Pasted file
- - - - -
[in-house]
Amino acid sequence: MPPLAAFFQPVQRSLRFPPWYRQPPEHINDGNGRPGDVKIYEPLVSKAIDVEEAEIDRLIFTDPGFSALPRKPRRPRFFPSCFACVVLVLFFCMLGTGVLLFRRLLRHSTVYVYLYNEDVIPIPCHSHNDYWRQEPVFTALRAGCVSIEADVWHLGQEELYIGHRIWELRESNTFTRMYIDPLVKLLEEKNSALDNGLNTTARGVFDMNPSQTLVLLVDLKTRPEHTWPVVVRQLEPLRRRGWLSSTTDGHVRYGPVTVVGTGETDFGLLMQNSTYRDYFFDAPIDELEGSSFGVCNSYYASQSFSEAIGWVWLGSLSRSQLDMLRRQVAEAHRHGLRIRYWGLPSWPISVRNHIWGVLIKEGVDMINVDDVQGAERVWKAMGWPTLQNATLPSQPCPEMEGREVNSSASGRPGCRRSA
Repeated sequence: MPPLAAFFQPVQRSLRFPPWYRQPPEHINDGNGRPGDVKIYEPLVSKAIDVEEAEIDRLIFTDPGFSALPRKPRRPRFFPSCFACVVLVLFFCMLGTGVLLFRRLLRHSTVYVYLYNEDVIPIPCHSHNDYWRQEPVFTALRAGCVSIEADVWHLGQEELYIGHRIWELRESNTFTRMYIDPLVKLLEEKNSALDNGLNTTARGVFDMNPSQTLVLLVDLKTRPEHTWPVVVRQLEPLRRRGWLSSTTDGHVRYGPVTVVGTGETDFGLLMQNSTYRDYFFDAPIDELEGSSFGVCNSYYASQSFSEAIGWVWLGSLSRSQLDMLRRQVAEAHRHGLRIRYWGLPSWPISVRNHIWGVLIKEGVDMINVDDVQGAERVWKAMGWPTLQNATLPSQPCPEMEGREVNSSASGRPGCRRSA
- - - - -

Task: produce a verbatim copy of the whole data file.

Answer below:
[in-house]
Amino acid sequence: MPPLAAFFQPVQRSLRFPPWYRQPPEHINDGNGRPGDVKIYEPLVSKAIDVEEAEIDRLIFTDPGFSALPRKPRRPRFFPSCFACVVLVLFFCMLGTGVLLFRRLLRHSTVYVYLYNEDVIPIPCHSHNDYWRQEPVFTALRAGCVSIEADVWHLGQEELYIGHRIWELRESNTFTRMYIDPLVKLLEEKNSALDNGLNTTARGVFDMNPSQTLVLLVDLKTRPEHTWPVVVRQLEPLRRRGWLSSTTDGHVRYGPVTVVGTGETDFGLLMQNSTYRDYFFDAPIDELEGSSFGVCNSYYASQSFSEAIGWVWLGSLSRSQLDMLRRQVAEAHRHGLRIRYWGLPSWPISVRNHIWGVLIKEGVDMINVDDVQGAERVWKAMGWPTLQNATLPSQPCPEMEGREVNSSASGRPGCRRSA
Repeated sequence: MPPLAAFFQPVQRSLRFPPWYRQPPEHINDGNGRPGDVKIYEPLVSKAIDVEEAEIDRLIFTDPGFSALPRKPRRPRFFPSCFACVVLVLFFCMLGTGVLLFRRLLRHSTVYVYLYNEDVIPIPCHSHNDYWRQEPVFTALRAGCVSIEADVWHLGQEELYIGHRIWELRESNTFTRMYIDPLVKLLEEKNSALDNGLNTTARGVFDMNPSQTLVLLVDLKTRPEHTWPVVVRQLEPLRRRGWLSSTTDGHVRYGPVTVVGTGETDFGLLMQNSTYRDYFFDAPIDELEGSSFGVCNSYYASQSFSEAIGWVWLGSLSRSQLDMLRRQVAEAHRHGLRIRYWGLPSWPISVRNHIWGVLIKEGVDMINVDDVQGAERVWKAMGWPTLQNATLPSQPCPEMEGREVNSSASGRPGCRRSA